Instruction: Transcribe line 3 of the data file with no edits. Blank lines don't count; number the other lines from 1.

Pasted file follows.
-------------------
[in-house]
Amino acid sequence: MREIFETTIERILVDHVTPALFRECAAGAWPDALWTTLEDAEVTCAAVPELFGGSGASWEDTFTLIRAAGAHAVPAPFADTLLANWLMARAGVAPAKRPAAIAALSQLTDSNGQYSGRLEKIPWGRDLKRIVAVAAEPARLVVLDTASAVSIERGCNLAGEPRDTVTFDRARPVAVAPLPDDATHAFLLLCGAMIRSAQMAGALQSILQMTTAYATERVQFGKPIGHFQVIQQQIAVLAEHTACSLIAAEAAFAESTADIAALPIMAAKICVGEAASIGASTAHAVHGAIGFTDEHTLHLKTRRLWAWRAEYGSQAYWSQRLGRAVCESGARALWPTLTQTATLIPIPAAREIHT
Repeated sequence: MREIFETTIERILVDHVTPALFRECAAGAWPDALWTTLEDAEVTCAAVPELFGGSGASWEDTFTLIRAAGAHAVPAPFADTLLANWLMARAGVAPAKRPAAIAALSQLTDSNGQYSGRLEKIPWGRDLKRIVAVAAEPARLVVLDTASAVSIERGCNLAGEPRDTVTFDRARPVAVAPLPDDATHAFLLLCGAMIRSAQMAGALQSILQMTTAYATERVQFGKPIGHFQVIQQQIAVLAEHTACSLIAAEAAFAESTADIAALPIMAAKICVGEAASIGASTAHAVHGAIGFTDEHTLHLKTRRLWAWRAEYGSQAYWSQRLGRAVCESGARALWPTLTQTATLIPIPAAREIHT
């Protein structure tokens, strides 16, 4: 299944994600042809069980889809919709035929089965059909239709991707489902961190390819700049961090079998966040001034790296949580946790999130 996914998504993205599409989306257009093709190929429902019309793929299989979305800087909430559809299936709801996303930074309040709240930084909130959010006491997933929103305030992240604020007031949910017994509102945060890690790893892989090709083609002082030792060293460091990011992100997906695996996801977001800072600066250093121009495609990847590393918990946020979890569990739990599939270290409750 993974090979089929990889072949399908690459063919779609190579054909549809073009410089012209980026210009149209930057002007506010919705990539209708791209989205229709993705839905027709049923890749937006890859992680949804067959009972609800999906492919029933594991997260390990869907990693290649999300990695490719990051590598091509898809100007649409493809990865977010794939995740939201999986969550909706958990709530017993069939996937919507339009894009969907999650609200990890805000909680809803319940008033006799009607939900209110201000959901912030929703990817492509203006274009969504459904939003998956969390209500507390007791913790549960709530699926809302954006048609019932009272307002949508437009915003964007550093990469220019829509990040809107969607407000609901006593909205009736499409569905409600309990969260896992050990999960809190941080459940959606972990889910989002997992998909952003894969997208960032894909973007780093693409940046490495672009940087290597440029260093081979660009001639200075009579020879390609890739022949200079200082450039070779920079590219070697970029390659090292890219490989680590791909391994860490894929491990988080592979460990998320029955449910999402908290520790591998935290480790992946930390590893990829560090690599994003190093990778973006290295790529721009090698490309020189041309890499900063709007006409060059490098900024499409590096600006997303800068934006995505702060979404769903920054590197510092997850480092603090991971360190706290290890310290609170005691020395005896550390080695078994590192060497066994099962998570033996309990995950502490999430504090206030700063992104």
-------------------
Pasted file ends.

Repeated sequence: MREIFETTIERILVDHVTPALFRECAAGAWPDALWTTLEDAEVTCAAVPELFGGSGASWEDTFTLIRAAGAHAVPAPFADTLLANWLMARAGVAPAKRPAAIAALSQLTDSNGQYSGRLEKIPWGRDLKRIVAVAAEPARLVVLDTASAVSIERGCNLAGEPRDTVTFDRARPVAVAPLPDDATHAFLLLCGAMIRSAQMAGALQSILQMTTAYATERVQFGKPIGHFQVIQQQIAVLAEHTACSLIAAEAAFAESTADIAALPIMAAKICVGEAASIGASTAHAVHGAIGFTDEHTLHLKTRRLWAWRAEYGSQAYWSQRLGRAVCESGARALWPTLTQTATLIPIPAAREIHT